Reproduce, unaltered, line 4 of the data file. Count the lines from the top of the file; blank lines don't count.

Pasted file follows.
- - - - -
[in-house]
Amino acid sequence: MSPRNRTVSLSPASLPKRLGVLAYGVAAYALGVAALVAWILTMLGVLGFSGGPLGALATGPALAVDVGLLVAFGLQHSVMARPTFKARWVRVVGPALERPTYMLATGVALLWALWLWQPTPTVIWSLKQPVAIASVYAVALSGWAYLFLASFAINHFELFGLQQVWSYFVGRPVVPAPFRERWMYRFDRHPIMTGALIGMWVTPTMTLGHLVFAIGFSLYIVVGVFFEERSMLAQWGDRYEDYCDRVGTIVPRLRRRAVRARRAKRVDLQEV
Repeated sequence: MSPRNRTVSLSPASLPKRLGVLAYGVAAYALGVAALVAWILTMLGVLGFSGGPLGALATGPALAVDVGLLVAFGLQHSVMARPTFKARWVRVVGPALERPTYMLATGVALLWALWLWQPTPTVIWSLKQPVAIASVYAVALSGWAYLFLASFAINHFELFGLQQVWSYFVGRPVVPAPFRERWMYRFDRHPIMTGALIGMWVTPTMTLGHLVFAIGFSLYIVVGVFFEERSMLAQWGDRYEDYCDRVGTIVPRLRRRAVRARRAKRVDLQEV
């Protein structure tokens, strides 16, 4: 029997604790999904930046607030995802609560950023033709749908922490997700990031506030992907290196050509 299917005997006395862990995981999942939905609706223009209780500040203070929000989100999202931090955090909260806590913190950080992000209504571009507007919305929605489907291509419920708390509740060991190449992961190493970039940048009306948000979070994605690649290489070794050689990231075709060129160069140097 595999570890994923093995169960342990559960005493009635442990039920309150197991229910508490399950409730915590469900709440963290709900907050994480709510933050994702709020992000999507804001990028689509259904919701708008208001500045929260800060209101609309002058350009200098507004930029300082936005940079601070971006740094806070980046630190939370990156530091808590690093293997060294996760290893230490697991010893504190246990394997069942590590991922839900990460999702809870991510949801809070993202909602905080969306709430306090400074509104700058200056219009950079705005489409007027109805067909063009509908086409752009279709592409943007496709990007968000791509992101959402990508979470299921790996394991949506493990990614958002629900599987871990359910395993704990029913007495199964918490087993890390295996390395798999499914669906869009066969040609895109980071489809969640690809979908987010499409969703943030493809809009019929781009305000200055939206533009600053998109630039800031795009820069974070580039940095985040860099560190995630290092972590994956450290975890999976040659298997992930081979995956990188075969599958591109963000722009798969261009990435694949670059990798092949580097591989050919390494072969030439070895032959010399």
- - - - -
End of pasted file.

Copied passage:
């Protein structure tokens, strides 16, 4: 029997604790999904930046607030995802609560950023033709749908922490997700990031506030992907290196050509 299917005997006395862990995981999942939905609706223009209780500040203070929000989100999202931090955090909260806590913190950080992000209504571009507007919305929605489907291509419920708390509740060991190449992961190493970039940048009306948000979070994605690649290489070794050689990231075709060129160069140097 595999570890994923093995169960342990559960005493009635442990039920309150197991229910508490399950409730915590469900709440963290709900907050994480709510933050994702709020992000999507804001990028689509259904919701708008208001500045929260800060209101609309002058350009200098507004930029300082936005940079601070971006740094806070980046630190939370990156530091808590690093293997060294996760290893230490697991010893504190246990394997069942590590991922839900990460999702809870991510949801809070993202909602905080969306709430306090400074509104700058200056219009950079705005489409007027109805067909063009509908086409752009279709592409943007496709990007968000791509992101959402990508979470299921790996394991949506493990990614958002629900599987871990359910395993704990029913007495199964918490087993890390295996390395798999499914669906869009066969040609895109980071489809969640690809979908987010499409969703943030493809809009019929781009305000200055939206533009600053998109630039800031795009820069974070580039940095985040860099560190995630290092972590994956450290975890999976040659298997992930081979995956990188075969599958591109963000722009798969261009990435694949670059990798092949580097591989050919390494072969030439070895032959010399």